Can Libertarians Become Liberaltarians?

Cato’s Brink Lindsey in a provocative essay in The New Republic argues that the recent election results argue for a realignment, Democrats, he suggests, should reach out to disaffected libertarians, to find ways of forming “a lasting relationship” with us. Lindsey then spends much of the remainder of the article outlining a fusionist strategy that he hopes might make the liberal/libertarian alliance viable. He calls for an expanded “safety-net” suggesting that a “reasonable” welfare state poses no major problems (in this, of course, he follows the lead of Hayek who also provided considerable scope for the state in the poverty area). He then turns to less contentious issues — alliances to eliminate business subsidies and shift toward consumption taxes. He endorses the “sin tax” approach — less on tobacco and alcohol but rather on energy, the most sinful consumption item to liberals today. Libertarians, he argues, should abandon any hope of shrinking federal spending. Entitlements can’t be curbed but they might be curbed and diverted (in part, at least) into private provision avenues. Lindsey is not overly optimistic about the prospects for such a re-alignment, arguing only that pressures are mounting for some movement on some of these issues and that we should be prepared to take advantage of those.

Perhaps. I’m sure the liberals will be happy that some — even at Cato — view it desirable to curb our wicked consumptive ways, endorsing some form of Kyoto style energy rationing plan. To paraphrase, G.K.Chesterton, “It is not that libertarianism has been tried and found wanting; rather it is that libertarianism has been found difficult and not tried.” My own reading of all this is twofold: first, we (classical liberals, libertarians, limited government conservatives) have spent too little time thinking how to market our ideas and, two, we’ve failed to realize that many liberals/progressives/democrats today will never come to favor liberty as a primary value but they might come (again) to believe that their egalitarian values can best be advanced and protected by promoting the institutions of liberty. I say “again” because, prior to the progressive era, most egalitarians (populists, Jacksonian democrats) distrusted and opposed centralization of political power as much as did those favoring individualism. The Progressives captured the egalitarian value for the state — our goal (as I see it) is not to validate that victory but rather to reach out to our liberal friends, seeking to restore their former faith in decentralization of power as a preferable way of helping the little guy. Those favoring an ever larger role for the state have prevailed — not because of the wisdom of their policies, nor even the fervor of their ideological commitment — but rather because no one has challenged their command of the powerful cultural value of fairness.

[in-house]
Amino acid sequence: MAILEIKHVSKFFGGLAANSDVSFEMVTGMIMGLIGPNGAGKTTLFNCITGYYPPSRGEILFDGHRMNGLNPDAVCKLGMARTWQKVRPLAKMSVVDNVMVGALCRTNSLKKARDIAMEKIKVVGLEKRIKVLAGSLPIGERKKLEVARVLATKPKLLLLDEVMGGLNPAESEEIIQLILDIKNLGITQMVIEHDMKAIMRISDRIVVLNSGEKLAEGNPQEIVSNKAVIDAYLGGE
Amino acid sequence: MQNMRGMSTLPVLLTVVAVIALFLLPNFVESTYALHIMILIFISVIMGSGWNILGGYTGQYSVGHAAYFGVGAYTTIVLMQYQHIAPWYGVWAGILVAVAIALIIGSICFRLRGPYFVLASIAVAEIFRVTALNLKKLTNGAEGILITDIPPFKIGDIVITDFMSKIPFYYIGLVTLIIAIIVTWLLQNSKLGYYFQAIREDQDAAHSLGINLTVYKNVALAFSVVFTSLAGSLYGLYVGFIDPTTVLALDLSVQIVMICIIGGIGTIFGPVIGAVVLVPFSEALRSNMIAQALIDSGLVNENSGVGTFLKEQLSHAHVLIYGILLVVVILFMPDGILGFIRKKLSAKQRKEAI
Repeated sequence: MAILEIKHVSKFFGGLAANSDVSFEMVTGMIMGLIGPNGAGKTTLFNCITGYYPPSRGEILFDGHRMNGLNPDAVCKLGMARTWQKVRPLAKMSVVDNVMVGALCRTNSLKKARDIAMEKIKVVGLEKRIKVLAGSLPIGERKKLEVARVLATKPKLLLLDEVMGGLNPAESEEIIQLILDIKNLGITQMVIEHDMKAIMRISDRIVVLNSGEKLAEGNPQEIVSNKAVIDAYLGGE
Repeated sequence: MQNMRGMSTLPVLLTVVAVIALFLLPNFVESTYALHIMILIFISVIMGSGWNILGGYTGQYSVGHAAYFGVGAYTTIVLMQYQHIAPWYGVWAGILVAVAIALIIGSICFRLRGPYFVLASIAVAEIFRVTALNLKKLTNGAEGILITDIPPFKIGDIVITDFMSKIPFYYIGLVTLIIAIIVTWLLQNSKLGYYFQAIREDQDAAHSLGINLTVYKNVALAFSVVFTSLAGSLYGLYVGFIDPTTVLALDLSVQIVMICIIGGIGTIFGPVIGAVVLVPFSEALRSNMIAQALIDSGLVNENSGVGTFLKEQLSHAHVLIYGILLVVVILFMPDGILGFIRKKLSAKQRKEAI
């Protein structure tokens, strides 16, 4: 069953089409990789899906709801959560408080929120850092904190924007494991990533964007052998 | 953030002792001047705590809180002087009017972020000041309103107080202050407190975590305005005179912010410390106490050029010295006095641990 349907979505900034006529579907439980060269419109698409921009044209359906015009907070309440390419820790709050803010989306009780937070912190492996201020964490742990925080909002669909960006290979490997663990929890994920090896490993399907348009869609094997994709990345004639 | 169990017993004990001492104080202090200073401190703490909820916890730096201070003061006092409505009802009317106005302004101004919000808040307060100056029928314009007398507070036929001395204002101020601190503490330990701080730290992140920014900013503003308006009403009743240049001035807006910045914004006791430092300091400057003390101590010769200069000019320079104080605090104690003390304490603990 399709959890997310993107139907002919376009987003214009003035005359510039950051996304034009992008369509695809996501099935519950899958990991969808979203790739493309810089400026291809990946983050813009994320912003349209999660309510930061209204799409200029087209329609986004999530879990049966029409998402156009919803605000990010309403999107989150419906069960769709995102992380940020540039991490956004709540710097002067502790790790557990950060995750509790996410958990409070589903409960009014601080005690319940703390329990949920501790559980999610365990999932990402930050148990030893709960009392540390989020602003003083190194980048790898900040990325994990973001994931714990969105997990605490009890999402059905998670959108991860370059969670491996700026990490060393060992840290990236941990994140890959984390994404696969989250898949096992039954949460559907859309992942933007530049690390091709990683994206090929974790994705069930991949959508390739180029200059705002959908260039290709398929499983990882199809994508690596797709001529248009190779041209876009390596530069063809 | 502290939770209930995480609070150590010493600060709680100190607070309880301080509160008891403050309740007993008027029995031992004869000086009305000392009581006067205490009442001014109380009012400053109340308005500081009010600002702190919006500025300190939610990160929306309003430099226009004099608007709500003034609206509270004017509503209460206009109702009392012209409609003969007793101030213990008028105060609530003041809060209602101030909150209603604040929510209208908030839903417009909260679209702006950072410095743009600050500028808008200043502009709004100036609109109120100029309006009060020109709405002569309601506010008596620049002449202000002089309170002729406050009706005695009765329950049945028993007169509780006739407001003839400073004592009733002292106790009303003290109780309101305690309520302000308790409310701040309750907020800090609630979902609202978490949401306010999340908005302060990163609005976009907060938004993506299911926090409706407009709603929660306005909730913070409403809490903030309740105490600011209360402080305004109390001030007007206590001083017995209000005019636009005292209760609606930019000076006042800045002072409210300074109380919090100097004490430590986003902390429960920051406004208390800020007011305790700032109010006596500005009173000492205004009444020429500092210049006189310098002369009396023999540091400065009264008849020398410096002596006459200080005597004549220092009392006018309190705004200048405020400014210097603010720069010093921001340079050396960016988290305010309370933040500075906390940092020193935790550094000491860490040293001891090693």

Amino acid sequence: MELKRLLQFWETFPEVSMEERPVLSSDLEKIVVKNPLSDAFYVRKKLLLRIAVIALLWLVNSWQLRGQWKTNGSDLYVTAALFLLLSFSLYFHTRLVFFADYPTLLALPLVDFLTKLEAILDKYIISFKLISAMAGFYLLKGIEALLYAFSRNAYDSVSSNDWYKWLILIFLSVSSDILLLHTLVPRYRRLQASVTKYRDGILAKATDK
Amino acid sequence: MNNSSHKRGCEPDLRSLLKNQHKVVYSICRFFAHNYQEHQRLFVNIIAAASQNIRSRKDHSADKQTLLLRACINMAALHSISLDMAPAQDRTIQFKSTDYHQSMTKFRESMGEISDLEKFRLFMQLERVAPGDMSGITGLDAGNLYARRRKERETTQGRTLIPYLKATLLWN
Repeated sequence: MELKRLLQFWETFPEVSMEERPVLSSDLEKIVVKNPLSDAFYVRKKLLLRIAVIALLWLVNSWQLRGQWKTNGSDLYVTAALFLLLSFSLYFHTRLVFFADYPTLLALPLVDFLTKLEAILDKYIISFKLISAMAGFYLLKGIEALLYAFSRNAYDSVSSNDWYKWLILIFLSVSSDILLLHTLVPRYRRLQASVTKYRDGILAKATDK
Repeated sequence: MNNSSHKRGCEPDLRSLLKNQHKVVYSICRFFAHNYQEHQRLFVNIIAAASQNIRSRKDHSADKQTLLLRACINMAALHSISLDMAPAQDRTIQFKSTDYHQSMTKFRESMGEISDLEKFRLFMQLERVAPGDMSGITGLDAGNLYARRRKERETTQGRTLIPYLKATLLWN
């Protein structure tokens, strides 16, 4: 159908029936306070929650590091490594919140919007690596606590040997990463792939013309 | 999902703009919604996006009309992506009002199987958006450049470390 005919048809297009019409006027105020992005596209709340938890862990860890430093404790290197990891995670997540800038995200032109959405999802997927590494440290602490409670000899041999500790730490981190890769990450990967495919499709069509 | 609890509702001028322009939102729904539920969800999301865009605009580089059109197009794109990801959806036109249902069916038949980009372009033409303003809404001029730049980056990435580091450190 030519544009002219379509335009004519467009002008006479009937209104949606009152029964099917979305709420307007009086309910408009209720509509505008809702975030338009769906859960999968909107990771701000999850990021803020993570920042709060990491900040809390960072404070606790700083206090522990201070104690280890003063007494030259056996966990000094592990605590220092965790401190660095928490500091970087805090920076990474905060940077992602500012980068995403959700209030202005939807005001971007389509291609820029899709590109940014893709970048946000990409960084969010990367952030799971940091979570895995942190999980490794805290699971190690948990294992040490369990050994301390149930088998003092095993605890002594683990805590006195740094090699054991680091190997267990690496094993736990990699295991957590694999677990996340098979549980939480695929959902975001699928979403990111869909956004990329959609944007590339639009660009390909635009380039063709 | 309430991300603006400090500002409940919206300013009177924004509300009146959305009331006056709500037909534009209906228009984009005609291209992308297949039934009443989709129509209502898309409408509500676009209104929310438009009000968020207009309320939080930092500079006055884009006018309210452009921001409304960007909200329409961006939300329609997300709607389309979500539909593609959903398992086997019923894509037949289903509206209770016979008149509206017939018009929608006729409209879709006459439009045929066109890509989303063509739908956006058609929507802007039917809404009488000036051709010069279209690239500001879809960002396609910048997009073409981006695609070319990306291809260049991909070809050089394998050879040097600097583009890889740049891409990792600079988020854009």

In brief, the Lindsey approach seems to accept defeat and focus on acceptable surrender terms. I disagree.